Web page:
That’s really the limit of the thinking that has been out there for how to distribute and lay down the plastic material. They take the glass and they’re moving the nozzle in a pattern. Let’s say, a triangular pattern or a clover like pattern, over and over and over, that’s going along a path. They’re letting the nozzle be up above the part by several inches.
What’s happening is, the glass is almost like braiding itself or looping in a predictable controlled way, but to create this beautiful elegant wall thickness of glass that has a textural quality too and a pattern quality to it. A patterned quality I think is the best way to put it.
Think of instead of limiting your thinking of laying down material as, “All right, what’s the nozzle width?” And you’re going to lay that in a straight pattern or a curved pattern or whatever and then combine it with other ones to build up a wall thickness. What about creating a different kind of wall that’s much more open and porous in reality of the structure, it wasn’t a solid structure?
It had some of the really cool light play going on when they showed the light going through those. Tremendous. It had an effect that way. I think this is really a power of something that we have not gotten into. Maybe this is a time at which hacking the G code might actually be of design worthiness for a change. I’m now rethinking that because of this. Those of you have written in before and tried to convince us otherwise, I think this is a case where going into the G code might really make an artistic possibility for something that you couldn’t have done any other way.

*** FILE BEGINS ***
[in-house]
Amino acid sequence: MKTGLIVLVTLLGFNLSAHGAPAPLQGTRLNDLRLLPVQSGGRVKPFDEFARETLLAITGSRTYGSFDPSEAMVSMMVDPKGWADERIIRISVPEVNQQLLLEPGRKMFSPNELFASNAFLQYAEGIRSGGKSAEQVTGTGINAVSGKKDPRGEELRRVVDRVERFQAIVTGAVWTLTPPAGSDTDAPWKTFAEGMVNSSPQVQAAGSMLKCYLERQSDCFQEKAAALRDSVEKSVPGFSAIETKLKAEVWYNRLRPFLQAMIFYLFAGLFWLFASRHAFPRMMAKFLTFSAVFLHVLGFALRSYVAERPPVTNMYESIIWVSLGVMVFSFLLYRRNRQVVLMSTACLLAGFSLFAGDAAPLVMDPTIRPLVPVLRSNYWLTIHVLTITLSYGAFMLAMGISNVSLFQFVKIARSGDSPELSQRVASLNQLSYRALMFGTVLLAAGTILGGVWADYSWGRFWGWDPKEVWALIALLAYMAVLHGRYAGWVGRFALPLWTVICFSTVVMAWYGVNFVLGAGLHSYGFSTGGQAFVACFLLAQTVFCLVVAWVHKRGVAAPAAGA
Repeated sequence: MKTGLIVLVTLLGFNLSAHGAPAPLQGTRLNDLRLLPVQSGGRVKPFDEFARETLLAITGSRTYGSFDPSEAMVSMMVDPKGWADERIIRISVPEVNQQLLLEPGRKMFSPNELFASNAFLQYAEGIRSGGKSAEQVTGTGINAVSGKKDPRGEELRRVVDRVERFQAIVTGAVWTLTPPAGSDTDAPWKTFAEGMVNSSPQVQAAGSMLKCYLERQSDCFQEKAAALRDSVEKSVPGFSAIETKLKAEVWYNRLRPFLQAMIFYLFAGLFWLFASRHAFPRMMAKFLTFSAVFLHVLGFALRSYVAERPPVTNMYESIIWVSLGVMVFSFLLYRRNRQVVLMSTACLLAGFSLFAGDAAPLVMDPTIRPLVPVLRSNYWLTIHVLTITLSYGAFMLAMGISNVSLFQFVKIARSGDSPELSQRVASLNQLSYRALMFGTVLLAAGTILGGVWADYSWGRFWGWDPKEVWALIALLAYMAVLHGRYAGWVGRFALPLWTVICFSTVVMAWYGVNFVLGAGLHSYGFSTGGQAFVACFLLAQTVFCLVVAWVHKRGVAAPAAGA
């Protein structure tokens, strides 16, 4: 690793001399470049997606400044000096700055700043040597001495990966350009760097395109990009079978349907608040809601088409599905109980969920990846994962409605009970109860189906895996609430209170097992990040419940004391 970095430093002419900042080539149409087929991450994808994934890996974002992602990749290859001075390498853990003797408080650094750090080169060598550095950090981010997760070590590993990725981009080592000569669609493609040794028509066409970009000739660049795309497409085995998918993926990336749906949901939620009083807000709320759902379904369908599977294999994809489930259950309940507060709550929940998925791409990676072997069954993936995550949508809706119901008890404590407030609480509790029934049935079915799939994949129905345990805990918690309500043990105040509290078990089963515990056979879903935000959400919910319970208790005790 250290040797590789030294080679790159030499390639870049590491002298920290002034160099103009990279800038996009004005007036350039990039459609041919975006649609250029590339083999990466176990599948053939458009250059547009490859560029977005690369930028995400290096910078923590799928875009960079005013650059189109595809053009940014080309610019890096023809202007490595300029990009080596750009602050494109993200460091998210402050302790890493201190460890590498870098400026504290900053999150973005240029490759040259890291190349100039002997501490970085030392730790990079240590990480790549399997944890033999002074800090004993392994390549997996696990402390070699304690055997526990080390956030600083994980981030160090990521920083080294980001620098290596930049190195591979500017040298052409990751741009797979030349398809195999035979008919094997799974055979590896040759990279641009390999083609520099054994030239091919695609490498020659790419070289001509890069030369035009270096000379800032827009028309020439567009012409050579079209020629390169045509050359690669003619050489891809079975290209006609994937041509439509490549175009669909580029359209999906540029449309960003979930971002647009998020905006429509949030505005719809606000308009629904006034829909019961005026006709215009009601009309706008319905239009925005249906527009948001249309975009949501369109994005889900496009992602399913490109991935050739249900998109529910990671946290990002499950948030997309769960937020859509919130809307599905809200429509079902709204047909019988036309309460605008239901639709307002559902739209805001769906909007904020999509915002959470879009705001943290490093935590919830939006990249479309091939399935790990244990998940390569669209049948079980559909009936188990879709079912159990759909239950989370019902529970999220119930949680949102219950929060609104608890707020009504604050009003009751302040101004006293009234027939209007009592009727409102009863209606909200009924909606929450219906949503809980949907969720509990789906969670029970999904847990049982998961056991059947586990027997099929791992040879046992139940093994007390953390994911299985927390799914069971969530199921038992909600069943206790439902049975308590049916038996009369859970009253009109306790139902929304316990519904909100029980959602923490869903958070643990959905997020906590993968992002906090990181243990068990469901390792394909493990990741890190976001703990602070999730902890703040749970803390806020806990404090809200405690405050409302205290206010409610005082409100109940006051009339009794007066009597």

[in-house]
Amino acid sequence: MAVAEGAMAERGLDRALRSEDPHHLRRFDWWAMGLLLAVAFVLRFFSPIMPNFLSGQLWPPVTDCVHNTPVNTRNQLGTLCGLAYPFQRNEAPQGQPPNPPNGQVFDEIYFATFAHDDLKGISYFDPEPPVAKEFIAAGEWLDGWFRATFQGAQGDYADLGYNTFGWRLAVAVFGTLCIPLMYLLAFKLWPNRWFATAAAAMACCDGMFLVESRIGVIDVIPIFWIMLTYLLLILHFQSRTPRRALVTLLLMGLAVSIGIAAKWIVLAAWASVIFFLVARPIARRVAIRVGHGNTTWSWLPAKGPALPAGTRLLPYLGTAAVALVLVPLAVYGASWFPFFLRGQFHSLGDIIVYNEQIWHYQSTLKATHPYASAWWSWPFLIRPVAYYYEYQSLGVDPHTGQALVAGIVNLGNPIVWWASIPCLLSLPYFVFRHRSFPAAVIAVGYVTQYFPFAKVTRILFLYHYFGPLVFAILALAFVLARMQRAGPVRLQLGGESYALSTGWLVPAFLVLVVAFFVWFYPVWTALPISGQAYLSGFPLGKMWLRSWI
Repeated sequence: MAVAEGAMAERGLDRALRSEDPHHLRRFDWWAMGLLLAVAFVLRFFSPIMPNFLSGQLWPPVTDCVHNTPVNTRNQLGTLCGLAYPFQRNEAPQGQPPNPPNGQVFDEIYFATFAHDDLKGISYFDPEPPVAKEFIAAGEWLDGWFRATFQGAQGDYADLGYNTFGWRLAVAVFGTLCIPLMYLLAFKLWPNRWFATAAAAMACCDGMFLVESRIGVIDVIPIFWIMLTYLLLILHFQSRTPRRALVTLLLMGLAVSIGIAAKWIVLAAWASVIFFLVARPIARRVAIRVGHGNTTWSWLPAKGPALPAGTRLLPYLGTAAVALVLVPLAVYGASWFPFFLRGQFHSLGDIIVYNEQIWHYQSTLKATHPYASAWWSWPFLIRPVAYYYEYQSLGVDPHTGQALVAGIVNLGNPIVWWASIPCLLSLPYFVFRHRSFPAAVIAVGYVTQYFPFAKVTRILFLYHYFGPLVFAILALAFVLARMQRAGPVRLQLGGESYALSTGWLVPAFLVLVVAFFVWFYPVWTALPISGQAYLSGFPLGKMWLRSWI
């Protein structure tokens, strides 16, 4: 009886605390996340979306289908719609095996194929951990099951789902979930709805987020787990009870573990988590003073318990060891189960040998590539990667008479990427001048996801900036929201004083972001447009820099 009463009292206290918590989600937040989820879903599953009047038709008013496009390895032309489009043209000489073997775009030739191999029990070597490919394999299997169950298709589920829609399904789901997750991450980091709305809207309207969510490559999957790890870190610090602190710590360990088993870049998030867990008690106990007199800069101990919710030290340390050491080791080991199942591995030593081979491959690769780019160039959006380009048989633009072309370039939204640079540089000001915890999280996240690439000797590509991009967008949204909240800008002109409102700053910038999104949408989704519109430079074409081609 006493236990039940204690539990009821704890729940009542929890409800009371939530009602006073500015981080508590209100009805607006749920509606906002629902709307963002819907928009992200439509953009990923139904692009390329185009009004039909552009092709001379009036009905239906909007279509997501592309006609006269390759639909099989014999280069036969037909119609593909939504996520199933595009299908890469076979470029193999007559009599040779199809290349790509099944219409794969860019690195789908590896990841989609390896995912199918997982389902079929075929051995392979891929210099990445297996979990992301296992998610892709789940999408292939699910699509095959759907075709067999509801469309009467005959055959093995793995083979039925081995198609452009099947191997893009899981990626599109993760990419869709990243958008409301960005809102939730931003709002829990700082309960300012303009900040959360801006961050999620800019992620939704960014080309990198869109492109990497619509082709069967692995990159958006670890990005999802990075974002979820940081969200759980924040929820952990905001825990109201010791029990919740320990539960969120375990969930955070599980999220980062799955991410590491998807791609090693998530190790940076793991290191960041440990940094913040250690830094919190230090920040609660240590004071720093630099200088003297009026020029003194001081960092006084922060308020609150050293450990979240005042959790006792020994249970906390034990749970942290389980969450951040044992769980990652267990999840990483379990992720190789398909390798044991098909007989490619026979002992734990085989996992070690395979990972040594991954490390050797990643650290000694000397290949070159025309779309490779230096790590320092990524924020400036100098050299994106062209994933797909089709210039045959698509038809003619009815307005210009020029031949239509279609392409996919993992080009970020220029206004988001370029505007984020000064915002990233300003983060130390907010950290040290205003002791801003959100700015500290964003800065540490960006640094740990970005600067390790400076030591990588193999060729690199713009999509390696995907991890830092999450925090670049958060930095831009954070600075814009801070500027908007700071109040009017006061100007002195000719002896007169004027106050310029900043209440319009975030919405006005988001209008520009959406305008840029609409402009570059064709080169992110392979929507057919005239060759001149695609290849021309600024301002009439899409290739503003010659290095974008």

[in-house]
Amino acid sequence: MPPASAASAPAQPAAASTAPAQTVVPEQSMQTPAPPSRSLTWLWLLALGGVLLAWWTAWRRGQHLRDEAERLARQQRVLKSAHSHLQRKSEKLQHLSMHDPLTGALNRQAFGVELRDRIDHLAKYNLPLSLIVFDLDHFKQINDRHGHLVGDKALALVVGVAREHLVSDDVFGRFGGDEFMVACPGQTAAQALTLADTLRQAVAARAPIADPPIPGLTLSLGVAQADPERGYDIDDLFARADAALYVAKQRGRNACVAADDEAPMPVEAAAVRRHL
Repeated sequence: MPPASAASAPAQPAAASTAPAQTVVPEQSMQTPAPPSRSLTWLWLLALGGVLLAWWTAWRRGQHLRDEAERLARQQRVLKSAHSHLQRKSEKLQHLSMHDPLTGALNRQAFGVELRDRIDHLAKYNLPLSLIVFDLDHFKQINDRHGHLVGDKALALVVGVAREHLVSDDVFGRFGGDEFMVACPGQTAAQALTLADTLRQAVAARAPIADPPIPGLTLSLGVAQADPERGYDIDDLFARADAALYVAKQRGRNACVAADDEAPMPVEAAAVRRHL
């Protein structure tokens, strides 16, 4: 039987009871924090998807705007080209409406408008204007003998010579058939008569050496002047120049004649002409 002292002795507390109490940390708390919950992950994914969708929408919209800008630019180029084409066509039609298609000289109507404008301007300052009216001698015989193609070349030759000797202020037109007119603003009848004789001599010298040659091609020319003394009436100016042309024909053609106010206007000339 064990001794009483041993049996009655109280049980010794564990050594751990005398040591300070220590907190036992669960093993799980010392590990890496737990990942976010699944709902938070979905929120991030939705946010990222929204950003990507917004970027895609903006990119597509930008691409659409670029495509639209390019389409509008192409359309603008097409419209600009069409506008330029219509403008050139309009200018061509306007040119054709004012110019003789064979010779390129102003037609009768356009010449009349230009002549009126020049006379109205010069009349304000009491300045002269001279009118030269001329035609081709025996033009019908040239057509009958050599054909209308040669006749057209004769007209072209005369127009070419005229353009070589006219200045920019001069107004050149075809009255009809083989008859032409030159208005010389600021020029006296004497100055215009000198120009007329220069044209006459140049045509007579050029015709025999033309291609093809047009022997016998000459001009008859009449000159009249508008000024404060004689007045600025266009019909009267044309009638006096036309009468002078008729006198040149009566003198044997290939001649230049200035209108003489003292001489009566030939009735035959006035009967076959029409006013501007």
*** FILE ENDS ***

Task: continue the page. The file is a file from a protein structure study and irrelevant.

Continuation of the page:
I’m thinking about, like our daughter’s a baker, so we do a lot of frosting around here. One of the many, many techniques that you learn when you’re frosting cakes, when you’re creating pretty flowers or you’re creating scroll patterns or lattice work is being able to pull that distance and go up and down and back and forth and not just squeeze steady. Being able to do that and do that predictably and create that purposefully as a part of the design, that might be a real power and a real software change that needs to happen to be able to create even more artistic things.